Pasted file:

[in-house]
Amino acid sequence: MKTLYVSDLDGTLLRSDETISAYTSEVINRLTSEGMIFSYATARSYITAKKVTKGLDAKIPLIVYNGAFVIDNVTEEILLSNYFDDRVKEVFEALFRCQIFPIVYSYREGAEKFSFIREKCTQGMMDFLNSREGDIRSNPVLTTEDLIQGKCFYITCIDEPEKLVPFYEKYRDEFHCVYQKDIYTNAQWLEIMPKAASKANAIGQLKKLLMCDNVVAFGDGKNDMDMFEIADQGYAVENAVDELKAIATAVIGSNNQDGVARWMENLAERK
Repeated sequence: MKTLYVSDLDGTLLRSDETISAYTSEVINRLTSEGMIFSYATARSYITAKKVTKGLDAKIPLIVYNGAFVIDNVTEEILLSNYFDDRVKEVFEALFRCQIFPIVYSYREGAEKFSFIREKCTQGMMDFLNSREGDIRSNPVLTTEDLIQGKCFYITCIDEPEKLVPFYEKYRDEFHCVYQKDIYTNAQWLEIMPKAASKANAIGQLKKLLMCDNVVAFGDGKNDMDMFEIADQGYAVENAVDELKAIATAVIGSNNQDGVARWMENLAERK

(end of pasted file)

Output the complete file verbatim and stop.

[in-house]
Amino acid sequence: MKTLYVSDLDGTLLRSDETISAYTSEVINRLTSEGMIFSYATARSYITAKKVTKGLDAKIPLIVYNGAFVIDNVTEEILLSNYFDDRVKEVFEALFRCQIFPIVYSYREGAEKFSFIREKCTQGMMDFLNSREGDIRSNPVLTTEDLIQGKCFYITCIDEPEKLVPFYEKYRDEFHCVYQKDIYTNAQWLEIMPKAASKANAIGQLKKLLMCDNVVAFGDGKNDMDMFEIADQGYAVENAVDELKAIATAVIGSNNQDGVARWMENLAERK
Repeated sequence: MKTLYVSDLDGTLLRSDETISAYTSEVINRLTSEGMIFSYATARSYITAKKVTKGLDAKIPLIVYNGAFVIDNVTEEILLSNYFDDRVKEVFEALFRCQIFPIVYSYREGAEKFSFIREKCTQGMMDFLNSREGDIRSNPVLTTEDLIQGKCFYITCIDEPEKLVPFYEKYRDEFHCVYQKDIYTNAQWLEIMPKAASKANAIGQLKKLLMCDNVVAFGDGKNDMDMFEIADQGYAVENAVDELKAIATAVIGSNNQDGVARWMENLAERK